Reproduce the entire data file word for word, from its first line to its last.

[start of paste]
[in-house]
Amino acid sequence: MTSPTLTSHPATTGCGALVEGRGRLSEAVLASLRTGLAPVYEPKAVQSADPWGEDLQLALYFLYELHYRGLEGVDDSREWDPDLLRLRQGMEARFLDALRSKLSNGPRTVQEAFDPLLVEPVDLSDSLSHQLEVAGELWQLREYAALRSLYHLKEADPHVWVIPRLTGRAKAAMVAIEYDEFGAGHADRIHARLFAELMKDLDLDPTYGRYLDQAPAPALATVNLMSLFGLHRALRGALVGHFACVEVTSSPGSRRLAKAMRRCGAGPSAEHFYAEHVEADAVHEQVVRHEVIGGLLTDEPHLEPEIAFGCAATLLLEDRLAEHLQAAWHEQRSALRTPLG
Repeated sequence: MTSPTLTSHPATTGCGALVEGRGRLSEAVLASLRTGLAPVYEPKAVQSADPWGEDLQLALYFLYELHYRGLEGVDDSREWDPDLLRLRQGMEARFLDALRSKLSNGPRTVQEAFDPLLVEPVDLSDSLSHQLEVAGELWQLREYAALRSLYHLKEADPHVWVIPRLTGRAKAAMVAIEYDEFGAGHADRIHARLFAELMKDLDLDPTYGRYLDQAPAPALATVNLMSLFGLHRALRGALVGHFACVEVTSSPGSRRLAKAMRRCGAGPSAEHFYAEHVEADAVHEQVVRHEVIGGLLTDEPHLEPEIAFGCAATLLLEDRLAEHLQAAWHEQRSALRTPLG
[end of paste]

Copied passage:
[in-house]
Amino acid sequence: MTSPTLTSHPATTGCGALVEGRGRLSEAVLASLRTGLAPVYEPKAVQSADPWGEDLQLALYFLYELHYRGLEGVDDSREWDPDLLRLRQGMEARFLDALRSKLSNGPRTVQEAFDPLLVEPVDLSDSLSHQLEVAGELWQLREYAALRSLYHLKEADPHVWVIPRLTGRAKAAMVAIEYDEFGAGHADRIHARLFAELMKDLDLDPTYGRYLDQAPAPALATVNLMSLFGLHRALRGALVGHFACVEVTSSPGSRRLAKAMRRCGAGPSAEHFYAEHVEADAVHEQVVRHEVIGGLLTDEPHLEPEIAFGCAATLLLEDRLAEHLQAAWHEQRSALRTPLG
Repeated sequence: MTSPTLTSHPATTGCGALVEGRGRLSEAVLASLRTGLAPVYEPKAVQSADPWGEDLQLALYFLYELHYRGLEGVDDSREWDPDLLRLRQGMEARFLDALRSKLSNGPRTVQEAFDPLLVEPVDLSDSLSHQLEVAGELWQLREYAALRSLYHLKEADPHVWVIPRLTGRAKAAMVAIEYDEFGAGHADRIHARLFAELMKDLDLDPTYGRYLDQAPAPALATVNLMSLFGLHRALRGALVGHFACVEVTSSPGSRRLAKAMRRCGAGPSAEHFYAEHVEADAVHEQVVRHEVIGGLLTDEPHLEPEIAFGCAATLLLEDRLAEHLQAAWHEQRSALRTPLG